MONMOUTH — The Monmouth Parks and Recreation Board awarded five recreation grants last year, and it’s looking forward to hearing ideas for this year.

Last year’s recipients were a community health and fitness fair, 4-H nature camp, Easter egg hunts at Madrona and Gentlewoods parks and the Reindeer Fun Run.

“That was kind of exciting for us to have some of our more familiar programs and some new blood,” board member Mark Medel told city councilors at their Feb. 4 meeting. “It was showing that our outreach and getting the word out worked and provided some additional fun activities for the community.”

The board is accepting applications through March 2 for funding requests for activities that encourage and support recreation in Monmouth’s parks.

Grants are up to $500 and are available to individuals who have lived within the city limits for six or more months, and to Monmouth-based nonprofits. Nonprofit organizations based outside of Monmouth must have a project leader who meets the individual eligibility.

Preference is given to recreation activities that take place in a city park or other public property located within city limits.

Medel also gave councilors an overview of the work the parks and rec board did last year and what they’re working on now.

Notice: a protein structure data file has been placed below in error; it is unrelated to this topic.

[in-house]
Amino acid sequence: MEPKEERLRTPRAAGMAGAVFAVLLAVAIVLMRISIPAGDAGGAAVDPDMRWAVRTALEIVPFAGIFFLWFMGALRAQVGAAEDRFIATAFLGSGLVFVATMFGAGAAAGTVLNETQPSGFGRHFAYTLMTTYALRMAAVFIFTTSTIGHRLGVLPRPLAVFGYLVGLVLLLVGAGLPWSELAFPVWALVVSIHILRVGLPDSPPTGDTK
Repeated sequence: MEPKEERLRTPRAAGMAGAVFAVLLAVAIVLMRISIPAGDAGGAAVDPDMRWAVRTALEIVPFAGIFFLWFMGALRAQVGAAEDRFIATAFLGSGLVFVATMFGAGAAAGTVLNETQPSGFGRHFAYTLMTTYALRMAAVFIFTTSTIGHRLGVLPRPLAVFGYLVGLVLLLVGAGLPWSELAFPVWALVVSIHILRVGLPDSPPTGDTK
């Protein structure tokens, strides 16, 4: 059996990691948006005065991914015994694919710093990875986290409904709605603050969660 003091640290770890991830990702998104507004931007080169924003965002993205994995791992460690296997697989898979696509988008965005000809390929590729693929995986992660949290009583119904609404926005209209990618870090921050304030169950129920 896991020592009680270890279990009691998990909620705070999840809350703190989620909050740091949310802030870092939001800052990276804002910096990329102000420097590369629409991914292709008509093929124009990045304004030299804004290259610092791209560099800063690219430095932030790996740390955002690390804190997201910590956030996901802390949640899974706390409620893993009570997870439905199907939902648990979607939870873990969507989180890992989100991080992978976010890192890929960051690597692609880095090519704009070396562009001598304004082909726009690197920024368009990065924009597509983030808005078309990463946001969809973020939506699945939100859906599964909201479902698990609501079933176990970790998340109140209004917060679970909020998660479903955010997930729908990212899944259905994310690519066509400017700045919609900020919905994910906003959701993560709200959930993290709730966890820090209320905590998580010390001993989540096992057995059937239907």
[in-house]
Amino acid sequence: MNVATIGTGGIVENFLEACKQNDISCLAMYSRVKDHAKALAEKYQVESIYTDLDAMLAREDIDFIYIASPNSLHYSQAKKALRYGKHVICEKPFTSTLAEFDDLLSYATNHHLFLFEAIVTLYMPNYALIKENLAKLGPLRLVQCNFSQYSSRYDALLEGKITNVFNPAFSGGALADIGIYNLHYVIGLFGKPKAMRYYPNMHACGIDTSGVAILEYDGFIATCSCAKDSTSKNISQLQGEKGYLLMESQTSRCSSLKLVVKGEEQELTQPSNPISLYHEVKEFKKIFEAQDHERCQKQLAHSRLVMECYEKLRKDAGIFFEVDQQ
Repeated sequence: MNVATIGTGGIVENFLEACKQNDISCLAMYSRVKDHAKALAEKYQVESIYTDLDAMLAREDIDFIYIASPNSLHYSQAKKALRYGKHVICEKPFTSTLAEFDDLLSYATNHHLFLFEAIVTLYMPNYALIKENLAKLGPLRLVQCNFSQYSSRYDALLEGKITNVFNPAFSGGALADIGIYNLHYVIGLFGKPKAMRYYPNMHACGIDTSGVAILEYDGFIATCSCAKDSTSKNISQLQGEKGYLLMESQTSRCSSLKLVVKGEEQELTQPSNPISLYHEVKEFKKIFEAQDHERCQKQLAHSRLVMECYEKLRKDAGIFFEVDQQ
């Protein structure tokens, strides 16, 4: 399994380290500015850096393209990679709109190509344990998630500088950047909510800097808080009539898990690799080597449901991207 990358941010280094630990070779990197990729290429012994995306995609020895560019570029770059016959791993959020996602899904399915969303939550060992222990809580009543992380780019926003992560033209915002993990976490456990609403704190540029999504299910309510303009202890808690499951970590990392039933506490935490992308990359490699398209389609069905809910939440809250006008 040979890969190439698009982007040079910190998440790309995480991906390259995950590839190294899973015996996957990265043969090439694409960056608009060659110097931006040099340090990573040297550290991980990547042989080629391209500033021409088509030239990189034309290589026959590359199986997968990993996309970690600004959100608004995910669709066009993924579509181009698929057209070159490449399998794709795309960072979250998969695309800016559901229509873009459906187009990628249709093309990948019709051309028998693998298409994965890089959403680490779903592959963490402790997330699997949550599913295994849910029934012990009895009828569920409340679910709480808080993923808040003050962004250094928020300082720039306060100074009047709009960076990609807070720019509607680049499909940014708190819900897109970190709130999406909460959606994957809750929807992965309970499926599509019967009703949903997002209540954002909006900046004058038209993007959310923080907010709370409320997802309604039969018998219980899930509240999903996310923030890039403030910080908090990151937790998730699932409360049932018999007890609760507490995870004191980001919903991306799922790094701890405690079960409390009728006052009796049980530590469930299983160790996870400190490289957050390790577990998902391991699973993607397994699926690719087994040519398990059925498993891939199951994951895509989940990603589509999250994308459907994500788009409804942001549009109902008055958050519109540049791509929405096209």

“We reviewed and provided feedback for the parks and recreation master plan,” he said. “We used online tools and open houses, and even the Music in the Park series to get some of that feedback.”

The board completed some small parks assessments, he said.

The purpose of those is to provide feedback and suggestions for things such as adding benches or garbage cans.

Medel said the board has been pushing the recreation in “parks and recreation.”

“We heard from a lot of people about tennis courts, and of course pickle ball was a hot topic,” Medel said. “We even got petanque, which is similar to bocce ball. There’s a lot of interest kind of driving our decision making.”

That feedback led to discussions on the need for more parks and recreation opportunities, and the necessary funding, he said.

“We all know that there’s a bit of lack of facilities, so people are scrambling trying to figure out where they’re going to have these activities, whether it’s basketball practice, softball, whatever it is,” Medel said. “So that’s been a large part of the discussion and why we’re trying to push that agenda of having more facilities available so that there’s less competition in a way.”

For more information on the recreation grant:

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